The aforementioned Scheidt piece called for great outbursts of sound: trills and cascades of tone, the instruments re-tuned to create dissonances and strange sound effects. The Giardino’s leader, Giovanni Antonini, performed a Vivaldi flute concerto with a remarkable slow movement, full of chromatic twists and turns. Another flute concerto, by one Nicola Fiorenza, ended the program with a full-scale, four-handkerchief jerking of tears, music as firmly anchored in the minor modes as any Verdian death scene in the centuries to come. They don’t write ’em like that anymore, I am happy to report.


Palatschinken


By the end of his two-week residency on the Philharmonic podium, Iván Fischer had infused the orchestra’s language with the soft, elegant melancholy of Central Europe — specifically, this second week, the robust, carb-laden harmonies of Bohemia’s romantic masters Bedrich Smetana and his younger countryman Antonin Dvorák. Mistreated as their music may be through the years at Bowl and Pops concerts, the proper shaping hand — as Fischer wields with exceptional grace and wisdom — draws from this music a message coaxing and irresistible. In music as simple as the B-major Notturno for Strings, which Dvorák originally planned as a movement in his G-major Quintet and later expanded, any modest turn of phrase, when phrased as Fischer’s strings did the other night, becomes a memory that clings.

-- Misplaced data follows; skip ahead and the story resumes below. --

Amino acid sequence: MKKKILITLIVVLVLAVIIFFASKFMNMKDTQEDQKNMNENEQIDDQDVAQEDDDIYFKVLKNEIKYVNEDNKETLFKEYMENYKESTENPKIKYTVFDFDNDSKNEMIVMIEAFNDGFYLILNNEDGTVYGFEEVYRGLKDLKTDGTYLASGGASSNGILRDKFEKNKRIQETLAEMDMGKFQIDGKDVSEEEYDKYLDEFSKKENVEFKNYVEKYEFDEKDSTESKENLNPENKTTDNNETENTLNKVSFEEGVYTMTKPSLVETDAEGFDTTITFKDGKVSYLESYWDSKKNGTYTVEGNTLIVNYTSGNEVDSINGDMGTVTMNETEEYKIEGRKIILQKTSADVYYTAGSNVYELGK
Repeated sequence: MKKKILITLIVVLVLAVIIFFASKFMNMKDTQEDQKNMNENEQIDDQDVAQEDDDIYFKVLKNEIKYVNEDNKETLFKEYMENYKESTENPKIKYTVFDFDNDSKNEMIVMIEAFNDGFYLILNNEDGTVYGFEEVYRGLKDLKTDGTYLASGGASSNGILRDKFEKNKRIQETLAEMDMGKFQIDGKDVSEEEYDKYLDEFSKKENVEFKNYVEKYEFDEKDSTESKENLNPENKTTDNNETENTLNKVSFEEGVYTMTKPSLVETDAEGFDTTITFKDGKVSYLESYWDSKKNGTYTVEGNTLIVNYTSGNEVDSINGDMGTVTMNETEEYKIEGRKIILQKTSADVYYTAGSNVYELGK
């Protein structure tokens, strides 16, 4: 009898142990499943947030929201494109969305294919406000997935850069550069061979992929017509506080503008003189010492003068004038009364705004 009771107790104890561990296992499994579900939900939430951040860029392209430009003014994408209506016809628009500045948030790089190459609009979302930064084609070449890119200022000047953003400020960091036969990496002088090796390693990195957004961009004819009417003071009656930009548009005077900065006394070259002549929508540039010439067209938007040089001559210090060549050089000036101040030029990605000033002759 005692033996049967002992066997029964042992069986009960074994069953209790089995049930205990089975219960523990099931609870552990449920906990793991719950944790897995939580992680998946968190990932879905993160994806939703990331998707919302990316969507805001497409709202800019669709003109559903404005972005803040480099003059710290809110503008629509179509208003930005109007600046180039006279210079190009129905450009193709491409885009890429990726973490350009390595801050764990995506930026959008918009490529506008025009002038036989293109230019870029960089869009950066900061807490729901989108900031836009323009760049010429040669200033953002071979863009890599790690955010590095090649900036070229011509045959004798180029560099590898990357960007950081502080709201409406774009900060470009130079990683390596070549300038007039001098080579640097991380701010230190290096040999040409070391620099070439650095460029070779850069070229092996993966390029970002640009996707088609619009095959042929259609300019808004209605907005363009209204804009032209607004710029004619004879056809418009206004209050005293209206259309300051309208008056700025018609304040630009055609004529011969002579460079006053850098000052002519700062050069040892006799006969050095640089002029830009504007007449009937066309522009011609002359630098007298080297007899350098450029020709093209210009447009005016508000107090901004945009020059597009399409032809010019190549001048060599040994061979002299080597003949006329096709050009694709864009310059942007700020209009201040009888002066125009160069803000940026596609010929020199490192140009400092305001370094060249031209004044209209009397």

Dvorák’s Violin Concerto was the evening’s most substantial work, nicely played by Martin Chalifour but with no more drive than it deserves. Dvorák’s legacy glows with one supremely great concerto, but this isn’t it. What was lovelier to hear from his pen this night, and far less familiar, was the set of the early Moravian Duets for soprano and mezzo (Carolyn Betty and Kelley O’Connor), with a gentle orchestration contrived by Fischer himself: bittersweet, piercing harmonies that defined the wonderful, distinctive language that Dvorák would go on to shape into the great works of his mature years. Ending the program were three of the six audible travel posters that make up Smetana’s My Country: the often-sailed Moldau and two others less known but no less enchanting. If there had been a Czech Republic travel agent outside Disney Hall that night, I would have been first in line for tickets.